In 2013 we celebrate 15 years of having been ‘going out’ together. That’s a long time to be ‘going out’ – even for the decidedly commitment-phobic.
Over the last fifteen years we have attended many weddings, christenings, funerals of friends and family that mark out the great stations of life.
Apart from the occasional birthday bash and Eurovision party- we haven’t provided a similar opportunity for our friends and family to celebrate our life together.
On Tuesday the House of Commons will have a free vote on the Marriage (same sex couples) Bill – it’s not a perfect bill and in committee and during it’s progress through the house there will be many amendments. The bill has merit in that it enables marriage for same sex couples, but until the rights of the transgender community are incorporated (which we hope to achieve through amendments) it will not be equal marriage for all. But fundamentally the bill is a good one. That marriage is an institution that should be available to all.
Civil partnerships have offered one potential route. However, for us all the connotations seemed deeply embedded in the legal conveniences which are bestowed. Even the name seems to emphasise a rather joyless legal contract over anything to do with love. And whilst opposite-sex couples are excluded from civil partnerships it’s feels like a real case of marriage for us and civil partnerships for you – regardless of your faith, creed or personal beliefs.
Religion plays a slightly ambiguous part of our lives. But civil partnerships enforce an outright ban of any religious element to the ceremony. Our local council states on its website that “readings, vows and music you choose must have no religious connotations.” This again seems like a step away from the tradition of our families.
Russell used to work for then MEP Nick Clegg and so we both attend the wedding of Nick and Miriam in Spain – it was a really special and personal event, and we would like to invite them to our wedding too!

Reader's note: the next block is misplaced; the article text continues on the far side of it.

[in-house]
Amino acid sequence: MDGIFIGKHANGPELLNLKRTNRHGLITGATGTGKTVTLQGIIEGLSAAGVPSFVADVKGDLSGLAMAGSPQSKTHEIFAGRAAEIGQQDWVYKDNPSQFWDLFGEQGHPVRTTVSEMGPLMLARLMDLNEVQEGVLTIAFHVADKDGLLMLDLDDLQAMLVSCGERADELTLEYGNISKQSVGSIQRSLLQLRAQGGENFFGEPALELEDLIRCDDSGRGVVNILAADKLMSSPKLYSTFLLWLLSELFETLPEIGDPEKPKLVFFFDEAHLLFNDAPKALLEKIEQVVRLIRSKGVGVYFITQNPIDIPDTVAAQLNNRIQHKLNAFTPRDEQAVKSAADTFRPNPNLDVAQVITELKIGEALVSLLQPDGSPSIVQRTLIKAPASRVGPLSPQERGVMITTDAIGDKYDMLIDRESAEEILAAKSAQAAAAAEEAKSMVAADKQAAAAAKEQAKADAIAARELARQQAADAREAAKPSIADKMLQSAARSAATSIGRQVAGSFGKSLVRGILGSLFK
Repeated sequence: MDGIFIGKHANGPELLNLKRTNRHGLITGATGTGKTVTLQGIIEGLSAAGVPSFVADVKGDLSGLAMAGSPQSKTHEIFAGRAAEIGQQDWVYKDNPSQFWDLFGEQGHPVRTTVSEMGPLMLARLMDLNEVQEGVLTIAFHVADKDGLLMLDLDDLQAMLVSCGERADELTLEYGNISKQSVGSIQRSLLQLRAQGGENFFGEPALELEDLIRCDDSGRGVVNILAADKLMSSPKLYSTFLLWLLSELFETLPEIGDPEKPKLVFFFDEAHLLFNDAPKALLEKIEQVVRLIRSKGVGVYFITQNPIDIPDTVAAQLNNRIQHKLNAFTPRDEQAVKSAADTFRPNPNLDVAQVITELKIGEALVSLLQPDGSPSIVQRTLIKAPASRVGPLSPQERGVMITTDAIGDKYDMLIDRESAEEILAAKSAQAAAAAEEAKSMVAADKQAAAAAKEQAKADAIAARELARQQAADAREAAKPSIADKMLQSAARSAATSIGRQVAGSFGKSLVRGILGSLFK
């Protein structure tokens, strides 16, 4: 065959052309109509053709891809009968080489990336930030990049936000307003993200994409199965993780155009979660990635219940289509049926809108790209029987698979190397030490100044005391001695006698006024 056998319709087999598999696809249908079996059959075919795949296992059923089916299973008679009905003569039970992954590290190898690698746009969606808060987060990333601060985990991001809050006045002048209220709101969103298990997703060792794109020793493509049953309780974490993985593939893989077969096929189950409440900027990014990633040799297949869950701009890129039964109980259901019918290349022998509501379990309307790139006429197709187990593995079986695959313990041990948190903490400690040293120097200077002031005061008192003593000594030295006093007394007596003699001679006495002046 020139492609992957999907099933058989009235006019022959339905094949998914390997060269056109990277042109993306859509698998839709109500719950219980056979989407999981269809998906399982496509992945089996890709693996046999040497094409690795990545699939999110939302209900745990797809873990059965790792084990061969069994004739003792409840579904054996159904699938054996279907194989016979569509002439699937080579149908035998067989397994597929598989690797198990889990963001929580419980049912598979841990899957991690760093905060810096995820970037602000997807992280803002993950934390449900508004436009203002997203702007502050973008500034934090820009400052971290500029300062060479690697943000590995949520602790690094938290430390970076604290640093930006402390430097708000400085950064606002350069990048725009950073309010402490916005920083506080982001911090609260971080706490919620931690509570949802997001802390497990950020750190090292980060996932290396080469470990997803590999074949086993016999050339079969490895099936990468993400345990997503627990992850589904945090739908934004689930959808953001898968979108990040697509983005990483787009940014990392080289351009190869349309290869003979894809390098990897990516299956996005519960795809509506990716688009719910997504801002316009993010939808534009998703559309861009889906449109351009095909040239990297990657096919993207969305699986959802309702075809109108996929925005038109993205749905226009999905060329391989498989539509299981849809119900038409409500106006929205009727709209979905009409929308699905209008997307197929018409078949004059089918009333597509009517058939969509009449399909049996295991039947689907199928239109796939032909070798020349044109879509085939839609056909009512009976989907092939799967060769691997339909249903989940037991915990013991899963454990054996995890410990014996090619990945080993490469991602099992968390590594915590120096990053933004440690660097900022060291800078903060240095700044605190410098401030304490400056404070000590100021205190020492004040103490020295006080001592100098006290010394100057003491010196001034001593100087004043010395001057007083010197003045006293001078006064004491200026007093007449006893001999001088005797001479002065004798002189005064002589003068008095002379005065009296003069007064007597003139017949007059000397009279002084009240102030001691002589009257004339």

We live together, we go on holiday together, we go home together to our parents on an annual basis. Our Christmas cards they address to both of us… and so we are recognised by all except by partaking in the institution that our parents have always wished for us.
We are not seeking to redefine marriage – we want the ability to take part in the same tradition that generations of Fordhams and Eaglings (and Ralphs and Joneses) have celebrated their life-long relationships in a marriage ceremony – in which the whole family has celebrated together.
There are changes LGBT+ Liberal Democrats will be seeking to make to the Bill – to make it better: full recognition for transgender individuals, ensuring that the traumatic and unjust treatment that community has suffered, including compulsory divorce, is reversed; opening up civil partnerships to all; and working with all faith bodies to create better legislation and good law that will stand the test of time and the courts of law and appeals courts. But we will be doing this work positively and pro-actively – in the spirit of wanting to make this legislation a success.
So for Liberal Democrats Tuesday will be a key vote – it is rightly a free vote, but anyone who values liberty and is a democrat will be voting for the chance for couples to demonstrate their love and commitment. No faith organisation is compelled on any level and the step towards equality is small for society – but for many of us is a huge leap forwards. I urge all our MPs to move through the Yes lobby on Tuesday evening.
* Ed Fordham is the Vice-Chair of LGBT+ Liberal Democrats and was the candidate in Hampstead and Kilburn in the 2010 General Election. His partner Russell Eagling is a councillor in the London Borough of Camden.
*LGBT+ Liberal Democrats have published a leaflet, entitled “Equal Marriage for All”.
* Ed Fordham was the parliamentary candidate for Stoke on Trent Central in 1997 and went on to be a councillor in Stoke West Ward and Deputy Leader of the Opposition on the City Council. He has ruled himself out from being a candidate.